Doctor of Horror and Other Stories

Image of Doctor Of Horror And Other Stories (The EC Comics Library, 24)
Release Date: 
November 13, 2018
Reviewed by: 

The fall season is a time of death. Samhain, Dia de los Muertos, Halloween, All Saints Day. Death is in the air when the weather turns cold, and so it is appropriate to consume speculative fiction between the months of October and December. Doctor of Horror and Other Stories is a perfect compendium of comic chills, all of which were illustrated in the late 1940s and early 1950s by EC Comics’ Graham Ingels. Nicknamed “Ghastly,” Ingels’s artwork relied on heavy black lines and a type of populist Expressionism that was rabidly consumed by adolescents, teens, and adults in the days before the US government cracked down on horror comics.

Oddly enough, Doctor of Horror and Other Stories actually opens with a series of cowboy and crime stories about train heists, wannabe gunslingers, and tough-as-nails crooks. These stories served as Ingels’s first foot in the door at EC. From there, beginning with “Curse of the Pharaoh,” Ingels found his niche as a horror and suspense artist. It was Ingels’s character The Old Witch and the series title Haunt of Fear that truly propelled EC into the mainstream as the premiere horror comics publisher.

Doctor of Horror and Other Stories lovingly presents some of “Ghastly” Graham’s best illustrated stories. Among these, standout stories include the titular story (a retelling of the Burke and Hare crimes of the 1820s), “Rats Have Sharp Teeth” (a loose adaptation of Henry Kuttner’s short story “The Graveyard Rats”), “A Moment of Madness,” and “The Hunchback.”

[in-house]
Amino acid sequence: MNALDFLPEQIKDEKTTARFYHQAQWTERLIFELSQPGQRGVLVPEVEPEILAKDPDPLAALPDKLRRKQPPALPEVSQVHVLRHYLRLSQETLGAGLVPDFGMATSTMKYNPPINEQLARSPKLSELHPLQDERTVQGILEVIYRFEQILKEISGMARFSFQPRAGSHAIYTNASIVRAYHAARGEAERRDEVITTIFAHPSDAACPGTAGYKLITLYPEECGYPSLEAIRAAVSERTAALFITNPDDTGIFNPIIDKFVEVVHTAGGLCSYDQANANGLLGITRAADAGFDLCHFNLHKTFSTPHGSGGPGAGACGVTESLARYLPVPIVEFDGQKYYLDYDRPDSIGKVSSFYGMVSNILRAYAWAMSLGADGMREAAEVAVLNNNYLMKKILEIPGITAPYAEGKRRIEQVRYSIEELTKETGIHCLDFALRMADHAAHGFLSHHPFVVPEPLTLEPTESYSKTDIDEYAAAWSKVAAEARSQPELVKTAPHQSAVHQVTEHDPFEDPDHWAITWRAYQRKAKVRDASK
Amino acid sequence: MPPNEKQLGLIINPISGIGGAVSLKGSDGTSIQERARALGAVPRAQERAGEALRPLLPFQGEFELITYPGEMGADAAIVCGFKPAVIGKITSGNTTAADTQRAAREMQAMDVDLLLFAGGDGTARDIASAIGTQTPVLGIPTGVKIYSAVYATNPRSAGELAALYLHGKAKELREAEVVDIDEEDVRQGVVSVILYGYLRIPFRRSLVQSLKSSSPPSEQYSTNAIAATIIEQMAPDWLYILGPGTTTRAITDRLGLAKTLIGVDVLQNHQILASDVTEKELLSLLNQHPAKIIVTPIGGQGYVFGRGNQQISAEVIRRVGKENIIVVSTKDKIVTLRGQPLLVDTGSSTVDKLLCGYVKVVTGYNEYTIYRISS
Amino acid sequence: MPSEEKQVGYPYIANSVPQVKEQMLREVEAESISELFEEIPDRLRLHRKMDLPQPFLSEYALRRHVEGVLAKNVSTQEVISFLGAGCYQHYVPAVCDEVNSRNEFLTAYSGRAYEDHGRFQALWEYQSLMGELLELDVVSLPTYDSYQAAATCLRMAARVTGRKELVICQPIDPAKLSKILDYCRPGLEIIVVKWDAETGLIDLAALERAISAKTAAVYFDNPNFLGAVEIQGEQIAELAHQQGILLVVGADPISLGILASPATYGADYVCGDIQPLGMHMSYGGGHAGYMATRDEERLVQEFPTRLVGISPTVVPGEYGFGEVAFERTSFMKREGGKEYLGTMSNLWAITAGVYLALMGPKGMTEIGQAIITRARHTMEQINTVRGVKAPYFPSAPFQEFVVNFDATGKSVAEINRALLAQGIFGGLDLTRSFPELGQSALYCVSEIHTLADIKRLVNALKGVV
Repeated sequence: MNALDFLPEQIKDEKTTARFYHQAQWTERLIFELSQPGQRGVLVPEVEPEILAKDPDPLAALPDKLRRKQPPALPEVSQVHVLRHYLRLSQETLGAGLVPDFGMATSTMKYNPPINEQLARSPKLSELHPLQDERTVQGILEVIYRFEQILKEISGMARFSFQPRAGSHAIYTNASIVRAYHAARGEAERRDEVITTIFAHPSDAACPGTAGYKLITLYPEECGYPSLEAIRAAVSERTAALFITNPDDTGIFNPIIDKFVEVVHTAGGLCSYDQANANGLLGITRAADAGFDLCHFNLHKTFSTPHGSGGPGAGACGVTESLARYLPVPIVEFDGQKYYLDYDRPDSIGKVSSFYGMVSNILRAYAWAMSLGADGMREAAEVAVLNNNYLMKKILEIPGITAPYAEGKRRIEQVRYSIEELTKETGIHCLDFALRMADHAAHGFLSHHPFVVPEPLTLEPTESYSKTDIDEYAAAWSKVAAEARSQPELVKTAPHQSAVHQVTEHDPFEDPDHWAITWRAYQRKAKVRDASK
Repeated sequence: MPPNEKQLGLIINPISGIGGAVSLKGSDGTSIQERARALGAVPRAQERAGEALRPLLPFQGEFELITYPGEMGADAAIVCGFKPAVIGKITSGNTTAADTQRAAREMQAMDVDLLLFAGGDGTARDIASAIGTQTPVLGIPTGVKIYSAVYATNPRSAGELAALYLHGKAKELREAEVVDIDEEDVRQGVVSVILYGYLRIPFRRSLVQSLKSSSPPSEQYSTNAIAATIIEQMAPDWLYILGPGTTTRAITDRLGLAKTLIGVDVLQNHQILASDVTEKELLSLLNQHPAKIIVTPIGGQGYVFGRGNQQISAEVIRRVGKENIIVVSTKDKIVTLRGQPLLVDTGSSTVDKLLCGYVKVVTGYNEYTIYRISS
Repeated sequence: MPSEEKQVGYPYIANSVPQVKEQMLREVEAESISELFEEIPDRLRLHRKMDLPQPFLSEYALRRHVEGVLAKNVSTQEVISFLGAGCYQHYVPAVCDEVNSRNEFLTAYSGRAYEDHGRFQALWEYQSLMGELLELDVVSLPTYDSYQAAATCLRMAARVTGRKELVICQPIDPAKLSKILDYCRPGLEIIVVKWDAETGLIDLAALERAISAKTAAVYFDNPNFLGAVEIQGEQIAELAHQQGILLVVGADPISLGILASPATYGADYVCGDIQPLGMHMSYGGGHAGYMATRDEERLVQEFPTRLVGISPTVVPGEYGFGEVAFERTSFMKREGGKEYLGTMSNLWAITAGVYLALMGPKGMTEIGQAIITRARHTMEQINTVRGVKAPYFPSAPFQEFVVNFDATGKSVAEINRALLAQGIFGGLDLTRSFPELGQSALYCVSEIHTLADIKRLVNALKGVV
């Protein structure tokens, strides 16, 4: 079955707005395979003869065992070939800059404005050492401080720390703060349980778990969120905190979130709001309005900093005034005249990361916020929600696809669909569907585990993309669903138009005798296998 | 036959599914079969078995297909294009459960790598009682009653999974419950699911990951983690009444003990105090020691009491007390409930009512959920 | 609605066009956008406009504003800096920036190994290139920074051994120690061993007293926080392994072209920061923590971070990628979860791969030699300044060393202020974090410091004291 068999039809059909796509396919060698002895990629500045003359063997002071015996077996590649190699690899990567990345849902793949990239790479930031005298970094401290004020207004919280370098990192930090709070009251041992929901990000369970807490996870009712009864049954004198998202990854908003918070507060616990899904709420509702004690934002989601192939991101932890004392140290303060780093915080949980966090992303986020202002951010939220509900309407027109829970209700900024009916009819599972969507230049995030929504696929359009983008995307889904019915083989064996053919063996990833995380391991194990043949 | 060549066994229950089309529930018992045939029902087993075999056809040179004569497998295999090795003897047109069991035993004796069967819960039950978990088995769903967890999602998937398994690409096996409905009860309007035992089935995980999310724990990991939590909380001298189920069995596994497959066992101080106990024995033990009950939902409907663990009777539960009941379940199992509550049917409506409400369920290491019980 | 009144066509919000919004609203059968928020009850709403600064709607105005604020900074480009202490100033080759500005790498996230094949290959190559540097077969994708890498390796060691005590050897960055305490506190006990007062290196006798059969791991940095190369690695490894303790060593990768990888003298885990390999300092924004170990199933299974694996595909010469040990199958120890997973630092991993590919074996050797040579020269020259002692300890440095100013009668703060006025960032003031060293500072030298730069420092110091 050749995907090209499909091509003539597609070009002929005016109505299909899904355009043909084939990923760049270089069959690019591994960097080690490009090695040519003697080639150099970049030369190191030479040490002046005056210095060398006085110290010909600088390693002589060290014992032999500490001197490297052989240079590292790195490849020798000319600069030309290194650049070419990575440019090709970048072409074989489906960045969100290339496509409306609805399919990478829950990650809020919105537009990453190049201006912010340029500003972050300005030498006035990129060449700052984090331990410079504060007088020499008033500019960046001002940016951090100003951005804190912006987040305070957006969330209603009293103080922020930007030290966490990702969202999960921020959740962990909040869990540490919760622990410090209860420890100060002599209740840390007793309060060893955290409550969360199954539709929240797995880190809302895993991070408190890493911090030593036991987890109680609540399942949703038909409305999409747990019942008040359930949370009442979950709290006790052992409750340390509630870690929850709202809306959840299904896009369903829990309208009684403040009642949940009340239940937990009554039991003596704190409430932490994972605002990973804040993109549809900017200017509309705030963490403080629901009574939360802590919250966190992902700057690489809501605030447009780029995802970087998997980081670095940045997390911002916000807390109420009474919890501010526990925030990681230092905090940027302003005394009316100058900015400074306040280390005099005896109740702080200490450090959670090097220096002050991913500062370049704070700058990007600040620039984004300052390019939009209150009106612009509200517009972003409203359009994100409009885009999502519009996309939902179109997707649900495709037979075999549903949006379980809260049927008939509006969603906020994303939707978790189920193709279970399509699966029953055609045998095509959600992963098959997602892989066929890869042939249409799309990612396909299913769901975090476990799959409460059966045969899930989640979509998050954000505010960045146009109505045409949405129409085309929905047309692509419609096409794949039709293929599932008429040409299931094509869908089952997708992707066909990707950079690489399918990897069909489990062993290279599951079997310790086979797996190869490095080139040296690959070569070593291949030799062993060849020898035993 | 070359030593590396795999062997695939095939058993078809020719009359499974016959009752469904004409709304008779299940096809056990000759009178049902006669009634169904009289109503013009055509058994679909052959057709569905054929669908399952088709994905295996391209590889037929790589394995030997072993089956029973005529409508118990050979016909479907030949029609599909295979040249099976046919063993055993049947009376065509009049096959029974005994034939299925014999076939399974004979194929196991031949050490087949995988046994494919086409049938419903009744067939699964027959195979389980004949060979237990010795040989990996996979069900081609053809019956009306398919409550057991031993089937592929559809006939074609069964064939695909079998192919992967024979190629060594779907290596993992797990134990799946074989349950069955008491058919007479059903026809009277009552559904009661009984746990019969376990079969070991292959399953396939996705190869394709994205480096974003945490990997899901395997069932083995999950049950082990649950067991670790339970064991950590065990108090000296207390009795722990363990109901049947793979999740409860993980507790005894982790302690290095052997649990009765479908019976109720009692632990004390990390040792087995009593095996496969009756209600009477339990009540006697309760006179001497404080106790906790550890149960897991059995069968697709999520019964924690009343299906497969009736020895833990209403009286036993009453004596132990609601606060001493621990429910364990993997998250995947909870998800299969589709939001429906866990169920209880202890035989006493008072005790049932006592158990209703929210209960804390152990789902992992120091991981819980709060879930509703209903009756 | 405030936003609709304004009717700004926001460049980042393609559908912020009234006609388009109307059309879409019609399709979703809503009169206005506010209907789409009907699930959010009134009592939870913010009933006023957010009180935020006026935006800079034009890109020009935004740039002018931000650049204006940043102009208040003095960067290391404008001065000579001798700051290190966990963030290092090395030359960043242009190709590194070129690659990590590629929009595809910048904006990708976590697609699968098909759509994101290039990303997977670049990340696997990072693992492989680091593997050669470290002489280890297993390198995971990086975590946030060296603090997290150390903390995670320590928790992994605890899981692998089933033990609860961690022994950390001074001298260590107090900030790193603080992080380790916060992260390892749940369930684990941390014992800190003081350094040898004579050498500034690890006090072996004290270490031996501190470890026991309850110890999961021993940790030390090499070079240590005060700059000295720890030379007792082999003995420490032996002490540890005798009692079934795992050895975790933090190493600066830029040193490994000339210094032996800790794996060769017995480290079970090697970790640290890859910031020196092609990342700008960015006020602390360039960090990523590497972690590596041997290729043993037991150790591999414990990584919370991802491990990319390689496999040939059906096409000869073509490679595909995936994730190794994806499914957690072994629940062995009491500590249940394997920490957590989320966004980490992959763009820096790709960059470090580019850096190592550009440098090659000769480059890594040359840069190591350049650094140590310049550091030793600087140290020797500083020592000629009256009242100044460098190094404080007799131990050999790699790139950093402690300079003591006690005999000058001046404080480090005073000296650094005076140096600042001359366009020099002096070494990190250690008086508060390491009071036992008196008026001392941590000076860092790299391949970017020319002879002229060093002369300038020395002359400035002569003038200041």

Most of these stories follow a recognizable formula that came to embody the EC brand of horror: a pair of illicit lovers conspire to kill off a rich old husband, only to have that husband come back to life as a vengeful zombie. Other themes include the gruesome twist ending (another EC staple), vampires, the exhumation of corpses, and graveyard settings. The stories in this collection are repetitive, but Ingels’ amazing penciling manages to pull some of the more insipid stories towards greatness.

Doctor of Horror and Other Stories is a great way to acquaint new audiences with the heyday of American horror comics. Arguably, Ingels was the best of the bunch, and his moody work helped to define the morbid style of EC Comics. All one has to do is study the anguished face of the conspirator Jim Kelleber in “The Hungry Grave” in order to see why “Ghastly” Graham Ingels is so worshipped by EC fanboys and girls alike.

This graphic novel is a fun, quick read and an awesome celebration of Ingels’ work. The horror here is further heightened by the biographies of Ingels that talk about his struggle with alcoholism, his abandonment of his wife and children, and his decades-long attempt to hide in obscurity. Without question, Doctor of Horror and Other Stories shows how this brilliant artist’s personal demons informed his fiendish work.